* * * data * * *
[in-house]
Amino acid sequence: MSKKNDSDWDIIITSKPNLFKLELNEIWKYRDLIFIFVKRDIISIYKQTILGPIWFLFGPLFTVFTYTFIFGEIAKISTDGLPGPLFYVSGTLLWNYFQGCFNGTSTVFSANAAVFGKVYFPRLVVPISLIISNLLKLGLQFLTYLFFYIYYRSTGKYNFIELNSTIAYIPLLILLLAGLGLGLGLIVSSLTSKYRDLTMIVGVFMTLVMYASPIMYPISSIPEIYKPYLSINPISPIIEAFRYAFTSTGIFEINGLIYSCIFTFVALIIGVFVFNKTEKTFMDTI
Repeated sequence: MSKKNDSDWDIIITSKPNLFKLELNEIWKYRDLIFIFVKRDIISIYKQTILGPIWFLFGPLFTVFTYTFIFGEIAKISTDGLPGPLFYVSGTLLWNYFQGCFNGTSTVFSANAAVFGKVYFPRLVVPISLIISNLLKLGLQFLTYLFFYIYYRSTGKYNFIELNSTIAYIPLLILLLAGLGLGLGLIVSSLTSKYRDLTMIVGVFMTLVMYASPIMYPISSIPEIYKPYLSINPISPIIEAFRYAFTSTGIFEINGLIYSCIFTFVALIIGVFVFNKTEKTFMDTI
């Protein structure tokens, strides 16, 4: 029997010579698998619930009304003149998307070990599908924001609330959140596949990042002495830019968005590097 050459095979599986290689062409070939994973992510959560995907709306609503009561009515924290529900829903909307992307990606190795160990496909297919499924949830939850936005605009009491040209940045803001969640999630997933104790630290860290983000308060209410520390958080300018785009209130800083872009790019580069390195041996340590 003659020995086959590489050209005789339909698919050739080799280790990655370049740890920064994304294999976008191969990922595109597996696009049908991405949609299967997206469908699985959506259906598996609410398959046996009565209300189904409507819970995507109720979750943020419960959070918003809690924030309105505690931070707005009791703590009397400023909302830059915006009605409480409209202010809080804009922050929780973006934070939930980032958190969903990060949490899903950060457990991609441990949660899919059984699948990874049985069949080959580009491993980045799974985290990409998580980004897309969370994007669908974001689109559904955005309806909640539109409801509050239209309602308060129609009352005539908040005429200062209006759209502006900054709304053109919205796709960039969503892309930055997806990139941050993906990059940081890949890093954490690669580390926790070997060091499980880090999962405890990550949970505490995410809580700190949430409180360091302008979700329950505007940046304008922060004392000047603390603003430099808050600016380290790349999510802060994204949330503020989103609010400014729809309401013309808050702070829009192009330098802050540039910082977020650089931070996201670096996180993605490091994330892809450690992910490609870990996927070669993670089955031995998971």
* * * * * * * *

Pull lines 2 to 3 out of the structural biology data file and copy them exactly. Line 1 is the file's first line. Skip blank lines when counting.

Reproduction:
Amino acid sequence: MSKKNDSDWDIIITSKPNLFKLELNEIWKYRDLIFIFVKRDIISIYKQTILGPIWFLFGPLFTVFTYTFIFGEIAKISTDGLPGPLFYVSGTLLWNYFQGCFNGTSTVFSANAAVFGKVYFPRLVVPISLIISNLLKLGLQFLTYLFFYIYYRSTGKYNFIELNSTIAYIPLLILLLAGLGLGLGLIVSSLTSKYRDLTMIVGVFMTLVMYASPIMYPISSIPEIYKPYLSINPISPIIEAFRYAFTSTGIFEINGLIYSCIFTFVALIIGVFVFNKTEKTFMDTI
Repeated sequence: MSKKNDSDWDIIITSKPNLFKLELNEIWKYRDLIFIFVKRDIISIYKQTILGPIWFLFGPLFTVFTYTFIFGEIAKISTDGLPGPLFYVSGTLLWNYFQGCFNGTSTVFSANAAVFGKVYFPRLVVPISLIISNLLKLGLQFLTYLFFYIYYRSTGKYNFIELNSTIAYIPLLILLLAGLGLGLGLIVSSLTSKYRDLTMIVGVFMTLVMYASPIMYPISSIPEIYKPYLSINPISPIIEAFRYAFTSTGIFEINGLIYSCIFTFVALIIGVFVFNKTEKTFMDTI